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NOT ABOUT HEROES – Trafalgar Studios, London.

Not About Heroes, Trafalgar Studios, London

It’s the battle of the touring war plays, with both Nicholas Wright and Stephen MacDonald’s accounts of a fateful meeting between poets Wilfred Owen and Siegfried Sassoon making timely viewing in this period of remembrance. Wright’s more recent Regeneration, which I reviewed a couple of weeks’ ago, is based on Pat Barker’s acclaimed 1990s trilogy, but MacDonald actually got there first with his version, which premiered at the Edinburgh Festival back in 1982 – an appropriate venue for a play largely set in the city’s Craiglockhart War Hospital.

In 1917, Sassoon was sent to Craiglockhart following his Declaration condemning the prolongation of the war, while Owen’s experiences at the Front led to his treatment for “shell shock”, or PTSD. Barker and Wright place the poets’ tale among the wide context of the hospital and the methods of treatment for men haunted by horror, but MacDonald, though making reference to scars not visible on the outside, is more concerned with the two writers and their work. Craiglockhart and the Front itself serve as framing and fuel for the creation of enduring poetry, satisfying devotees interested in the origins of well-known lines, but somewhat limiting the potential for drama.

At its most engaging, Caroline Clegg’s thoughtful production of Not About Heroes functions as detailed artist biopic. Just as Sunny Afternoon’s action is punctuated by the famous Kinks songs drawn from sometimes bitter experience, so Sassoon (Alasdair Craig) and Owen (Simon Jenkins) search for a new mode of expression worthy of the terrible things they have witnessed. It’s fascinating to watch Owen’s development from producer of light, lyrical verses to the searingly penetrating chronicler of a generation’s tragedy, while laconic Sassoon only succumbs to his own demons when mesmerisingly reciting, spitting out words like machine-gun fire.

While Wright paints them as equals, the power dynamic between MacDonald’s poets is more rigid. Callow, stuttering Owen is timid in the presence of his idol, and Jenkins does lovely work to make this an affectionate comic portrait without descending into caricature. Craig’s aristocratic Sassoon is furiously sarcastic, wielding a golf club with menacing intent and both taking refuge in and itching to escape from his upper-class trappings. He’s every inch the formidable schoolmaster, pummelling Owen into greatness. When “Anthem for Doomed Youth” finally emerges, it’s a well-earned moment of emotive epiphany.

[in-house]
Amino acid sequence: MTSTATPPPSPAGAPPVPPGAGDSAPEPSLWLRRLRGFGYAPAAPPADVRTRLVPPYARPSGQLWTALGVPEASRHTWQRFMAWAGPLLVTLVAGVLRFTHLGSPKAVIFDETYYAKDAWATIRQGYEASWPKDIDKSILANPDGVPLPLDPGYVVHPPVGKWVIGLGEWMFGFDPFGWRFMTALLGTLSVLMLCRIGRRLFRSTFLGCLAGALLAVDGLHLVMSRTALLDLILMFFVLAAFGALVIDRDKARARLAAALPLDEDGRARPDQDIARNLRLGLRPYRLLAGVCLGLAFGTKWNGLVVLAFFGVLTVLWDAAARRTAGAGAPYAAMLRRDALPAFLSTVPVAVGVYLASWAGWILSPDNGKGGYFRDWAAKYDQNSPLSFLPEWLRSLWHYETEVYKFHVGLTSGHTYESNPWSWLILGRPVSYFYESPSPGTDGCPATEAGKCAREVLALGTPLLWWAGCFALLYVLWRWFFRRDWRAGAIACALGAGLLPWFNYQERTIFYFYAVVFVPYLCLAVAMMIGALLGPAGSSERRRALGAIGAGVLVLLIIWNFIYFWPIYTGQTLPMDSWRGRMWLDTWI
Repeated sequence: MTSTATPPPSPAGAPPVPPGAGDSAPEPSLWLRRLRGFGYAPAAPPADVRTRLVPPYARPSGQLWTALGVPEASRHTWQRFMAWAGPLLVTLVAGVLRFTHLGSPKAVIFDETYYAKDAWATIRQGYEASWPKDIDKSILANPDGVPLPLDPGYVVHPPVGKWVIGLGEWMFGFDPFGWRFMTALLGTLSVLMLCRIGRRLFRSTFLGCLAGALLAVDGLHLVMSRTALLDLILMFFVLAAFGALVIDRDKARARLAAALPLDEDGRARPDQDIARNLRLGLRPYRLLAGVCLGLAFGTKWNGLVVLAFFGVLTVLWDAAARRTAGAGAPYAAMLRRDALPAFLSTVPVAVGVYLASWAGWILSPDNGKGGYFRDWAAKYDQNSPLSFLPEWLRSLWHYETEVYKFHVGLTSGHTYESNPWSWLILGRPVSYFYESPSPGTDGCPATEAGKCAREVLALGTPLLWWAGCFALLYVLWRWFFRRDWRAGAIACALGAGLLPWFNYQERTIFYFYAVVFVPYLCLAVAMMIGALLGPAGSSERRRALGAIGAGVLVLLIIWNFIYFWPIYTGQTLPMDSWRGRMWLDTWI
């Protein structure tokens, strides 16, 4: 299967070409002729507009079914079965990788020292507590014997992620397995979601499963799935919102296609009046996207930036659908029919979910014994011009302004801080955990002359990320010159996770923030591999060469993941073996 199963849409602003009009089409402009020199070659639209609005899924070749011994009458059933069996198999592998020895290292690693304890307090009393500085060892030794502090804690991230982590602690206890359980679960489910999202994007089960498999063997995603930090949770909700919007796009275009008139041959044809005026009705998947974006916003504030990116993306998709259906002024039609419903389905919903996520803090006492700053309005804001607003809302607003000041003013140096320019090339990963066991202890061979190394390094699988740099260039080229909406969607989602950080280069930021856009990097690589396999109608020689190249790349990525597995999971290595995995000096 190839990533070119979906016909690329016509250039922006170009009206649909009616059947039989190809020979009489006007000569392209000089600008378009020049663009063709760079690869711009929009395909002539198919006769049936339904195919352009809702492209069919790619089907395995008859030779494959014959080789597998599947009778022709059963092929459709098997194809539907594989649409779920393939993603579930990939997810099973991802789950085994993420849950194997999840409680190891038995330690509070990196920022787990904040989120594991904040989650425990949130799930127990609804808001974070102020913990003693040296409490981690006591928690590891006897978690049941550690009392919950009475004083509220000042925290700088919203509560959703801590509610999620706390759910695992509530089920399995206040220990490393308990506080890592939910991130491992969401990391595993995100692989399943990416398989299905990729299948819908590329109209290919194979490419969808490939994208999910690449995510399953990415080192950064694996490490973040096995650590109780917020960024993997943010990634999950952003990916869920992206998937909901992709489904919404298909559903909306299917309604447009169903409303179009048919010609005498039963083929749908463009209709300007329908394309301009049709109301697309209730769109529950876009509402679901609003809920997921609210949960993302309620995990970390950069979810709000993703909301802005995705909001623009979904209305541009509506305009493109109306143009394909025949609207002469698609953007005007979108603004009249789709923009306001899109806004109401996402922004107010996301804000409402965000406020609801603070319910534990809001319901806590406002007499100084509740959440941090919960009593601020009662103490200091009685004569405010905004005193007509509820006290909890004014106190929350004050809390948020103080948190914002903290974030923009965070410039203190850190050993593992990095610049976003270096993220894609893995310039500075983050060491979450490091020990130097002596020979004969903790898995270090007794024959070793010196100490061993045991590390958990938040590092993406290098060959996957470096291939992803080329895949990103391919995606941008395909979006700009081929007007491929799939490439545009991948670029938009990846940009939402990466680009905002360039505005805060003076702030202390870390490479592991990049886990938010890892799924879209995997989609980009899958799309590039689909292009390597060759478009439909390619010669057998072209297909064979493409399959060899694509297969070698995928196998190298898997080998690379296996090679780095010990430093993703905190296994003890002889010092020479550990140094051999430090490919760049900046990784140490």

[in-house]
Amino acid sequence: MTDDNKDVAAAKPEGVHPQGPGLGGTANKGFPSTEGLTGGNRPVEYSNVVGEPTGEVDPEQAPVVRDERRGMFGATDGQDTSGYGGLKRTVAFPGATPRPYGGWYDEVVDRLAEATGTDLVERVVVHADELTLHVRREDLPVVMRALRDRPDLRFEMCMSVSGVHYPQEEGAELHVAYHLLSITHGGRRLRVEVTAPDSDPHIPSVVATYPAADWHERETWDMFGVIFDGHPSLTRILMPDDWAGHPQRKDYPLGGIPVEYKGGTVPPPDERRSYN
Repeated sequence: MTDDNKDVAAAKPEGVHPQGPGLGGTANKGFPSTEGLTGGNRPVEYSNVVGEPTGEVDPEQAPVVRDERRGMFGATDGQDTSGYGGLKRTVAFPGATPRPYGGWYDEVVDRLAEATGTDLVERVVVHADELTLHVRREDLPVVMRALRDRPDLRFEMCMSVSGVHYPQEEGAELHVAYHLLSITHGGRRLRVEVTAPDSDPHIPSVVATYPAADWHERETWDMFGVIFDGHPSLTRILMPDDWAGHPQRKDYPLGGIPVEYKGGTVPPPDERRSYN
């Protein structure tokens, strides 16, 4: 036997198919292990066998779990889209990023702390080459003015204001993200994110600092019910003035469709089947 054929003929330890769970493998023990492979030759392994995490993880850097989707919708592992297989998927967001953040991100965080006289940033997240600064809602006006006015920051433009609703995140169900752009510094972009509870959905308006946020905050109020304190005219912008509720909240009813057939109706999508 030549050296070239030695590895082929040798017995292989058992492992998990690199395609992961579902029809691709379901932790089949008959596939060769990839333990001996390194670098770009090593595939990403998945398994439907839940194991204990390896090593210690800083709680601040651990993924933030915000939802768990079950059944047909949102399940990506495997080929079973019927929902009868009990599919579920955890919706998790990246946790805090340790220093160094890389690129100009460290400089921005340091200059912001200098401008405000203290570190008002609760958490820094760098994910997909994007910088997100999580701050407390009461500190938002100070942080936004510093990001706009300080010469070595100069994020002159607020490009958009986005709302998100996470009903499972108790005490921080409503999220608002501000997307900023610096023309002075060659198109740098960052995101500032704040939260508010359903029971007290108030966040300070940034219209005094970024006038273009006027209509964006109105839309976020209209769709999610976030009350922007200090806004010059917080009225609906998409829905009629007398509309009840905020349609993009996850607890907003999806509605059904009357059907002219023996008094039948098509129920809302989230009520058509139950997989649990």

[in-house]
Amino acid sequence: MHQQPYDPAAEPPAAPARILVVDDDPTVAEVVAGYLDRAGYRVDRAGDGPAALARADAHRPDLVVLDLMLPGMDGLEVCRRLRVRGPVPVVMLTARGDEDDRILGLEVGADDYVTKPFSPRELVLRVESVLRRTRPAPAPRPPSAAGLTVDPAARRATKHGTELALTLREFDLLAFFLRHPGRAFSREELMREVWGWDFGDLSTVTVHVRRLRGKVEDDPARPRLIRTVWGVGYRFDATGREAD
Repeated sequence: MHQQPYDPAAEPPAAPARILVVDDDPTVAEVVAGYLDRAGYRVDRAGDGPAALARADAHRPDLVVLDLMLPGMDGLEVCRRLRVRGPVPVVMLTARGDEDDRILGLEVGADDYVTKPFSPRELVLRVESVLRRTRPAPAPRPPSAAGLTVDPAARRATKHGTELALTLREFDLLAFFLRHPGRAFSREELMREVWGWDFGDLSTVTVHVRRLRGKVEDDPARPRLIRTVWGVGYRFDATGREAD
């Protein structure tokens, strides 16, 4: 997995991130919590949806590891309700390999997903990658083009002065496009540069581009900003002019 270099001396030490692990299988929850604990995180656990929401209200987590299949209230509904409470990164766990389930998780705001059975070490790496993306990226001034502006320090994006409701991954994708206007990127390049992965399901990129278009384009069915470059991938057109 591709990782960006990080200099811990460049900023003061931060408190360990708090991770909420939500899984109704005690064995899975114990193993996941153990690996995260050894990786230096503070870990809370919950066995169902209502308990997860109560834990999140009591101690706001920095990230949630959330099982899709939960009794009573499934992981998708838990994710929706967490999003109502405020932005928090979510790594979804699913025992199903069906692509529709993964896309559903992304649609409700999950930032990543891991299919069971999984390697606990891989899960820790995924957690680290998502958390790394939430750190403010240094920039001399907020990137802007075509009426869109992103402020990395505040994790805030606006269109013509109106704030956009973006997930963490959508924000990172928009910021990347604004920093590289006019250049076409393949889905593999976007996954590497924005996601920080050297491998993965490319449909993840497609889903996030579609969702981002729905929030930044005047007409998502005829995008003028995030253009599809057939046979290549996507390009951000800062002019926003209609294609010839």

Less successful is the collage-like structure, with the story composed of overlapping and often repetitive letters, monologues, flashbacks and reported action. There are few surprises, even for those unfamiliar with the men’s biographies, with climactic events like Owen’s death at the Front signposted with irritating regularity. With the destination apparent, it places more of a burden on the journey, but MacDonald’s reverential attitude to his subjects means we’re presented more with loving hagiography than revelatory drama. Despite the title, this is really a piece of unadulterated hero worship.

That affection does result in the sharing of delightful period details, from Sassoon’s fury at H. G. Wells’ incomprehensible pink-ink scribbles to the portrait of early 20th-century literati: Sassoon offering an entry into high society for the son of a Shropshire railway clerk is as important as his creative mentorship. The pair retain their odd couple dynamic, even as Sassoon mellows and Owen grows in confidence and passionate candour. Their kinship, with a subtle hint of sexual attraction, is warmly conveyed.

One of the more striking elements of this production is Ailís Ní Ríain’s specially commissioned cello music, which – in contrast to a slightly heavy-handed script – offers notes of portent without resorting to Hans Zimmer-esque emotional manipulation. Lara Booth’s set follows MacDonald’s lead in placing the verse centre stage, with stark lines from both Sassoon and Owen emblazoned on the back wall. The play which frames that work doesn’t begin to match its extraordinary incisiveness, offering well-worn lines about the fallacies of honour and heroism without a balancing counter-argument or strong sources of conflict, yet it’s a pleasant frame for poetry that still has the power to devastate.

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Reviewed 11/11/14/

By Marianka Swain

10th November – 6th December 2014
Trafalgar Studios, London, SW1A.

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